British business could learn from its Japanese counterpart’s “absolute belief’’ in supporting the arts, according to the sculptor, Antony Gormley.
The Angel of the North artist praised the Japanese culture of philanthropy and said large corporations in the country had “an absolute belief in the duty of corporate money to reinvest in [a] collective future’’.
He added: “There are examples in this country but there could be more.’’
The 53-year-old, whose works include the giant Angel of the North and Another Place – made up of 100 cast iron figures on a Merseyside beach – is one of this year’s winners of £100,000 Praemium Imperiale arts award, which is supported by the Japanese royal family.
He said both countries shared a certain “shy’’ quality, saying: “The stiff upper lip might be shared by both a Samurai warrior as well as a Victorian member of parliament.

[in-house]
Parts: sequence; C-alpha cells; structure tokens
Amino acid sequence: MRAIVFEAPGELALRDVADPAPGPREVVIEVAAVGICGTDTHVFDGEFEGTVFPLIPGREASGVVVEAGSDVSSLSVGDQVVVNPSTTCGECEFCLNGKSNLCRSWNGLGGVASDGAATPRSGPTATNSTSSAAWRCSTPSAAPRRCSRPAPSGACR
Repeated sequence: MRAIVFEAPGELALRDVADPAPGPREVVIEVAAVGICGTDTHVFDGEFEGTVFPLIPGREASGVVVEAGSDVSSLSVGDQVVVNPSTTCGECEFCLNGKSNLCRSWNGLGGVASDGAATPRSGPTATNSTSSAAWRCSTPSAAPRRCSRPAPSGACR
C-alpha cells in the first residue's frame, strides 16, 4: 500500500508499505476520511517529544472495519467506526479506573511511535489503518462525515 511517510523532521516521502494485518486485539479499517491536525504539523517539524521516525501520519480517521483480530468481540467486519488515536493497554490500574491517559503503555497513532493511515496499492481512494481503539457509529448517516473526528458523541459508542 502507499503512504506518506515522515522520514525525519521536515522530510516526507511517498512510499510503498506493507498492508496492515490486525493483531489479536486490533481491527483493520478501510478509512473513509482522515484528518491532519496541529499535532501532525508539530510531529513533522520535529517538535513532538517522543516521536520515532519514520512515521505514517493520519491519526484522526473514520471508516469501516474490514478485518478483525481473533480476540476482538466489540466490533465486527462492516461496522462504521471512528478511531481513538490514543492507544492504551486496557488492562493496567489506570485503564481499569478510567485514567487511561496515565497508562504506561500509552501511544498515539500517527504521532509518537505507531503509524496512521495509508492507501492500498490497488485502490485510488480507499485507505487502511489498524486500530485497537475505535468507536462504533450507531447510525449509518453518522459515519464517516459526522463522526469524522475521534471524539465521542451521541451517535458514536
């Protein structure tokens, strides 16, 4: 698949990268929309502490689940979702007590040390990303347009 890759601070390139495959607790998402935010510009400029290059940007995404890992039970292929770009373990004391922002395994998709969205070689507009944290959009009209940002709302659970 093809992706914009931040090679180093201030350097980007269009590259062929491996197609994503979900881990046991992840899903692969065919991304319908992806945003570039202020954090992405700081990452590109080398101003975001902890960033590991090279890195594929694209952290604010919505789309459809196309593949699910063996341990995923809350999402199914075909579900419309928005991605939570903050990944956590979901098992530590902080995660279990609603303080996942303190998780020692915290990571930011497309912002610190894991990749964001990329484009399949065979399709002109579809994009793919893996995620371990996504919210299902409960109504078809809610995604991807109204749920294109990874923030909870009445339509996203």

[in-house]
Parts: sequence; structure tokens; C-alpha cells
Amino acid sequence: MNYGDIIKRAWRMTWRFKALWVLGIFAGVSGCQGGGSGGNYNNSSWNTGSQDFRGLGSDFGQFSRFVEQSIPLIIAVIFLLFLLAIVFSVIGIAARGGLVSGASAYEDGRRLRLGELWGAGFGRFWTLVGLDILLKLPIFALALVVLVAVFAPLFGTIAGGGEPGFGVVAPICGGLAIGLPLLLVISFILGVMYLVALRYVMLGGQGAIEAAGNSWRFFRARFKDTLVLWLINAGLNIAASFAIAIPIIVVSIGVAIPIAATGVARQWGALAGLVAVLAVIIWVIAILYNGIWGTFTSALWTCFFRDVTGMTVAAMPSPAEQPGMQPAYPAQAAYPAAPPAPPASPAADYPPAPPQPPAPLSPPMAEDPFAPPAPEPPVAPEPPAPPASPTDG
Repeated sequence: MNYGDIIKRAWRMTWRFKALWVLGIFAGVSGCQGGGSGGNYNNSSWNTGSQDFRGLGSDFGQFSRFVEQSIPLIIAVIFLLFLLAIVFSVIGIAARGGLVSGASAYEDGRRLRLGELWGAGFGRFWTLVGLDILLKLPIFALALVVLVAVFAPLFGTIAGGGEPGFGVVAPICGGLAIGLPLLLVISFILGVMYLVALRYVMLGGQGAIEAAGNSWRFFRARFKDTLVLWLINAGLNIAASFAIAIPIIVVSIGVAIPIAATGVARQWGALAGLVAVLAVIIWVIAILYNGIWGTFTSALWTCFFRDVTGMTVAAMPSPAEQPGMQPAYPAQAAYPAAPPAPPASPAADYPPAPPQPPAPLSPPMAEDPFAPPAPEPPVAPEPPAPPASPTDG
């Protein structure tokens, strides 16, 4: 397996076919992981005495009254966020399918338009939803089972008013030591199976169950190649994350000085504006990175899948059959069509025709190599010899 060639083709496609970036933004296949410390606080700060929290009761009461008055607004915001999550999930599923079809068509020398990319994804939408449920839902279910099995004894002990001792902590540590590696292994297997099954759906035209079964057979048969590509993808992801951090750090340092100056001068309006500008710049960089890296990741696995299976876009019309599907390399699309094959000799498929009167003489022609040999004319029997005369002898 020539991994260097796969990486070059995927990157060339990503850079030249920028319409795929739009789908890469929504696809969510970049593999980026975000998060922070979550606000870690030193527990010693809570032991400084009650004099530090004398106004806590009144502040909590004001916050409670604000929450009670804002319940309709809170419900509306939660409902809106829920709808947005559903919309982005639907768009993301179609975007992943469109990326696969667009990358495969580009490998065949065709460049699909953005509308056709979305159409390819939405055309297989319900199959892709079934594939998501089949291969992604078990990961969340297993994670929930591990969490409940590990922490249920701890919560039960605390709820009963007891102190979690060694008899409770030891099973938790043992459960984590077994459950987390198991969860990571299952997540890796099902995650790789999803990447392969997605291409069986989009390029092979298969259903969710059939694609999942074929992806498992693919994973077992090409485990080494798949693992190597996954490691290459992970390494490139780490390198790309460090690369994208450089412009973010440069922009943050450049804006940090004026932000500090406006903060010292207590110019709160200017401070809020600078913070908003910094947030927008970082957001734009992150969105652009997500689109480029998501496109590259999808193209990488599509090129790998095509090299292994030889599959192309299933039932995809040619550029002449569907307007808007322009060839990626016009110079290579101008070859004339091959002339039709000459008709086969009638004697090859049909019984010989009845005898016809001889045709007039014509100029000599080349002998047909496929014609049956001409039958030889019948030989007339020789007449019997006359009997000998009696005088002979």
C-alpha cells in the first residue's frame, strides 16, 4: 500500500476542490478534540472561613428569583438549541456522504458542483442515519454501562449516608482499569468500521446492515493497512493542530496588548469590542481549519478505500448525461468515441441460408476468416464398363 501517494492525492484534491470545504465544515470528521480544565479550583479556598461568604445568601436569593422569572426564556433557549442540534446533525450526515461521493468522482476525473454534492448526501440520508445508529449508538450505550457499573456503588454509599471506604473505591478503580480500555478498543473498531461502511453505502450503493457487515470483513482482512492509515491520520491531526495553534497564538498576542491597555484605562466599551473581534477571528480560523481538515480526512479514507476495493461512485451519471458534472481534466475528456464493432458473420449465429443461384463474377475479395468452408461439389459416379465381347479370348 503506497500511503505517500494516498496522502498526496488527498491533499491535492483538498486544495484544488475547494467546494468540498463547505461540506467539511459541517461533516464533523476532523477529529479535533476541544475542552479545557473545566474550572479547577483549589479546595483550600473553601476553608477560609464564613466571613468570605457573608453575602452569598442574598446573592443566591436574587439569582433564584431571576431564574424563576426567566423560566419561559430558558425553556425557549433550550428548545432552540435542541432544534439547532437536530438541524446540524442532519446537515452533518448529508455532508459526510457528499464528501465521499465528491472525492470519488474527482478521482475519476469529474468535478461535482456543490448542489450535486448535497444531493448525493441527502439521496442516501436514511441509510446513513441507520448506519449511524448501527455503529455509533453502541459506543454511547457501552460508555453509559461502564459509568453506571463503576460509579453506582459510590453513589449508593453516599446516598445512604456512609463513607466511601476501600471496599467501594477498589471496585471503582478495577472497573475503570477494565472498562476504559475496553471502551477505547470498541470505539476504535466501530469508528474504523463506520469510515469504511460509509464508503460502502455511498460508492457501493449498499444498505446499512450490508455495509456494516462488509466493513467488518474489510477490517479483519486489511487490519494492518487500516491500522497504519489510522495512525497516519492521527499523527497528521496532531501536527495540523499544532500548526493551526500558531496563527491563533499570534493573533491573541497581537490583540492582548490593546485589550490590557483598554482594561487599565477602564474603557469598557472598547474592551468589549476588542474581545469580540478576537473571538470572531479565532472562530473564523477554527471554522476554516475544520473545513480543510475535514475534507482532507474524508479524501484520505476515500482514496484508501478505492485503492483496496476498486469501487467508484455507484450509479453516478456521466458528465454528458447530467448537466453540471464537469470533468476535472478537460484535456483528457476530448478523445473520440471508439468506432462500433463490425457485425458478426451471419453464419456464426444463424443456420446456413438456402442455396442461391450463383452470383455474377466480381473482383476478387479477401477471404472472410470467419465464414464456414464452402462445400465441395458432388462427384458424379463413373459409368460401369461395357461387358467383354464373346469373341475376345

“Underneath that reserve there is enormous passion and intelligence and often that’s expressed in very, very extraordinary ways.’’
The award for architecture went to David Chipperfield, who designed the Turner Contemporary gallery in Margate and Mr Gormley’s north London studio.
Lord Patten, chairman of the BBC Trust and an international adviser to the £100,000 prize fund, said: “Every year we are delighted to honour five more remarkable artists but it is particularly gratifying to have British sculpture and architecture so well represented in this 25th anniversary year.’’
He said he hoped the success of British winners would be seen as proof of the UK’s “creative vitality’’, adding: “I hope the government, and all governments, recognise the contribution which that creative vitality makes economically.
“It’s not the main reason for it, my God, and to have to argue for the arts in so utilitarian terms is deeply depressing.’’
Other winners at the annual event include singer Plácido Domingo, who won the music award, and film director Francis Ford Coppola. They will accept their awards at a ceremony in Japan on October 16.
Past winners include Dame Judi Dench, David Hockney and Richard Attenborough.